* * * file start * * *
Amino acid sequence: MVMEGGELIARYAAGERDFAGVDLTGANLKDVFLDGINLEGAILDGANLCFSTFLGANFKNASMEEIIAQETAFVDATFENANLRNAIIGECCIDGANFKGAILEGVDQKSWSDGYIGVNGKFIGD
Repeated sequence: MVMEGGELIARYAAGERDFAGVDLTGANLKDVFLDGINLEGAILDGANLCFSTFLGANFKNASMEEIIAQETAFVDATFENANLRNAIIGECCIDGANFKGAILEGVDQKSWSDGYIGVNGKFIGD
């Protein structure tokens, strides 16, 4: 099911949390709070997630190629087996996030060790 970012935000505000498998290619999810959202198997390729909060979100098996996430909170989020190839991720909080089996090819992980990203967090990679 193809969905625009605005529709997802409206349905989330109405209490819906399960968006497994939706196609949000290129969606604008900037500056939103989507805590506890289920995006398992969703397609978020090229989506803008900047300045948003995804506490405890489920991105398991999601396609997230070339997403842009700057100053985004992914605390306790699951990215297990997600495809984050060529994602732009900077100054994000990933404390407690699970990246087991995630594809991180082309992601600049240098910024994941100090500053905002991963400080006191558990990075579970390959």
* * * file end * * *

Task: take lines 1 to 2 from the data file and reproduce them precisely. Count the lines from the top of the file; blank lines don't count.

Amino acid sequence: MVMEGGELIARYAAGERDFAGVDLTGANLKDVFLDGINLEGAILDGANLCFSTFLGANFKNASMEEIIAQETAFVDATFENANLRNAIIGECCIDGANFKGAILEGVDQKSWSDGYIGVNGKFIGD
Repeated sequence: MVMEGGELIARYAAGERDFAGVDLTGANLKDVFLDGINLEGAILDGANLCFSTFLGANFKNASMEEIIAQETAFVDATFENANLRNAIIGECCIDGANFKGAILEGVDQKSWSDGYIGVNGKFIGD